Palm Sunday breaks the monotony of the season of Lent. And what a Lenten season it has been. One for the books, with social distancing, enforced quarantine, empty churches, no, I mean EMPTY churches, toilet paper fasts, all underlaid with a gnawing sense of unease, and in many parts of our neighborhood and world, fear of disease and death. The title of a recent blog post echoed my sentiments exactly: “This is the Lentiest Lent I Ever Lented!”
And now we prepare for Palm Sunday and Holy Week, knowing that this year there will be no gatherings at the church door, no procession of palm-wavers singing their way down the center aisle, no “Hosanna in the highest!” will be heard on the streets of Jerusalem or any other city street, no sudden hinge that leads the church into Holy Week.
The skeleton crew that gathered last Sunday in our church to livestream the service talked over plan for Palm Sunday. “Maybe four of us waving palm branches could circle the camera twelve times and no one would notice all the people were missing.” What will Palm Sunday be like without our annual dramatic reading of the Passion of Christ? What will Holy Week be like without our gatherings with other churches, without foot washing, bathrobe dramas, shadows and candles, stations of the cross, without real flesh and blood people? Sometimes it seems like we’re living in an Avengers movie and a quarter of the world’s population has just disappeared.
In another sense aren’t we living what we always wished for? We have definitely experienced a break from the busyness of life, from the diversions that pulled us in a hundred directions. Things have simplified; our needs have been clarified; even as our fears have been amplified. I don’t know what it’s like where you live, but this Palm Sunday doesn’t feel like any other. It feels like we’re perched on the edge of a precipice. It feels like those few seconds when the roller coaster comes to the highest point of its ride and stops, just before it plunges over the crest of the hill.
In a way, the strange silence on our streets today reminds me of the silence of Jesus on that last day of his life. Jesus had a lot to say in a three year ministry. We read his words and teachings each week. We have pieces of his sermons, transcripts of his public protests, remembrances of the fights in which he participated. He spun stories for huge crowds; he whispered the secrets of the kingdom to his disciples. He talked to people he wasn’t supposed to talk to—untouchables, women, foreigners, sick people, sinners.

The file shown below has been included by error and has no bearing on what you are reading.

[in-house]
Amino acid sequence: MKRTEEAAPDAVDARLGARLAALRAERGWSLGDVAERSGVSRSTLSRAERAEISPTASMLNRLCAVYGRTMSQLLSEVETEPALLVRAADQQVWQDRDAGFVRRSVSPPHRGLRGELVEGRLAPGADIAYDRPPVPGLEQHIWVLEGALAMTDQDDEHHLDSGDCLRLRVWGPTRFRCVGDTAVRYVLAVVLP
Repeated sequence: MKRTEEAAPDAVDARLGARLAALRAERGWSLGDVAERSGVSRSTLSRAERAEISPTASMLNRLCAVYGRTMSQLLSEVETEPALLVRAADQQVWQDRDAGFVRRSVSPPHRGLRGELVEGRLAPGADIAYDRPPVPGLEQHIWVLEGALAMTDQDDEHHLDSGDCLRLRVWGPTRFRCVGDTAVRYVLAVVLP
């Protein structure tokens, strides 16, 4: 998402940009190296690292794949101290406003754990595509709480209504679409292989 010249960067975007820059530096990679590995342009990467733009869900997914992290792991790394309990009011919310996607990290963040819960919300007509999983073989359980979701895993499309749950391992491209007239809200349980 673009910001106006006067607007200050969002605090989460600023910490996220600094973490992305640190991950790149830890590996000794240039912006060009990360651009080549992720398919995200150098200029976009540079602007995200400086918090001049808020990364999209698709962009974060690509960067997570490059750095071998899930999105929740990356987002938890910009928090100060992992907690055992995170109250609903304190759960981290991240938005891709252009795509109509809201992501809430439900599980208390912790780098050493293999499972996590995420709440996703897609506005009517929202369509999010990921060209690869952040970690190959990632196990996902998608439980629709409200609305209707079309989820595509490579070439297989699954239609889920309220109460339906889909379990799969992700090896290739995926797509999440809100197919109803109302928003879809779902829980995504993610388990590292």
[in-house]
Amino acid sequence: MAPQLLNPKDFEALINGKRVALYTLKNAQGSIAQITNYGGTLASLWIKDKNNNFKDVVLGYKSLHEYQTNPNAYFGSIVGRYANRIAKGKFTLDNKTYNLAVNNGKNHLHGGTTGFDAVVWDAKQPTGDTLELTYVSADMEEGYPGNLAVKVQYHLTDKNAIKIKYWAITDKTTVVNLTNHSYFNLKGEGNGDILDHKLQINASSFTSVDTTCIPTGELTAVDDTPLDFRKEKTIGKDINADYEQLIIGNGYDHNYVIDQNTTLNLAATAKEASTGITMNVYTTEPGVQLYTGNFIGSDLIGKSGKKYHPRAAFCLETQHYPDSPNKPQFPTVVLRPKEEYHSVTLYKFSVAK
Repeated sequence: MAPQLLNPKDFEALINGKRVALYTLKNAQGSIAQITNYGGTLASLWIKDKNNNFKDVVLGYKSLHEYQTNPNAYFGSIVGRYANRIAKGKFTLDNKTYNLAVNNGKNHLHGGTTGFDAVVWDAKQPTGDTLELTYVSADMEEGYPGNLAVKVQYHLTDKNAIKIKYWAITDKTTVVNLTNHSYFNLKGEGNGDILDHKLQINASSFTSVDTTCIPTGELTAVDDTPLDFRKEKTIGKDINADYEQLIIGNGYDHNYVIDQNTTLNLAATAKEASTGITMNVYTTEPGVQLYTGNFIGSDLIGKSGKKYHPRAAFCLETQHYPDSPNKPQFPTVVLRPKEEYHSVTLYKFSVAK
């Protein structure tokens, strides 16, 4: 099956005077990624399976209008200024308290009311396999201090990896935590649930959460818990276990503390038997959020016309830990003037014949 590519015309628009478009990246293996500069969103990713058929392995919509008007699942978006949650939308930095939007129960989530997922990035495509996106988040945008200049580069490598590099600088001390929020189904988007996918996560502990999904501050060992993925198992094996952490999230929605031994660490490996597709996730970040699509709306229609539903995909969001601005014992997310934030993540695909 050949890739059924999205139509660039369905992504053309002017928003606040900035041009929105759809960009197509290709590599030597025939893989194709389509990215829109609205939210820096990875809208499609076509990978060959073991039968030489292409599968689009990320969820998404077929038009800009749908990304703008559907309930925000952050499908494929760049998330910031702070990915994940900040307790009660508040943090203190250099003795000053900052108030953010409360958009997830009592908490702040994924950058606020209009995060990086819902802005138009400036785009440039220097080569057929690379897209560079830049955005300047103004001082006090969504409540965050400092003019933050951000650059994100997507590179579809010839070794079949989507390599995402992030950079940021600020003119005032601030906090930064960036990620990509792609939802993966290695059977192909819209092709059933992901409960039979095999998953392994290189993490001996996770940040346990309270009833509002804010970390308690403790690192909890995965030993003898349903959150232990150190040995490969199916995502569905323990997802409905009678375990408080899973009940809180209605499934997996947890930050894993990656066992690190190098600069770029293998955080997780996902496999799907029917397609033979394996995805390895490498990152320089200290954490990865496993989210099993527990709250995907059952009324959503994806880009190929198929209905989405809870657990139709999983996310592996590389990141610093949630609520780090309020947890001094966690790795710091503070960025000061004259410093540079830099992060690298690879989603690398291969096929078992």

Jesus was still talking when he came to Jerusalem, even though his mouth had placed a target on his back. He taught large crowds in the Temple by day, and spoke privately with his disciples at night. Time was running out, and he wasn’t quite finished. “I have much to say to you, but you cannot bear it now,” Jesus told them. He spoke with urgency through that last supper and we even have a record of the last prayer he prayed for the disciples and the private words of agony he poured out to God on his own behalf in the garden of Gethsemane. But when the hour of darkness finally caught up with him… when he was handed over to those who sought his life, Jesus quit talking. He went utterly silent, letting his actions speak rather than his words.
This Holy Week will be like no other. For one thing, it’s going to be a lot quieter. But the story is still there. Jesus’ actions still speak as loudly as they ever have. And, who knows, maybe with the enforced separation and the buzz dialed back…with the shadow of danger and even death lurking over the whole scene, maybe we are ready to hear the story of Jesus’ last days in a way that we haven’t heard it in a long time. This year, as the days lengthen, as the drama heightens, as the crisis grows, as our anxiety squeezes us, the Son of God makes his way to the Mount of Olives, riding on the back of a donkey. The drama begins. With words. With silence. With heart-wrenching passion and action. With acts of betrayal and acts of mercy. This year, may Holy Week be a week like no other.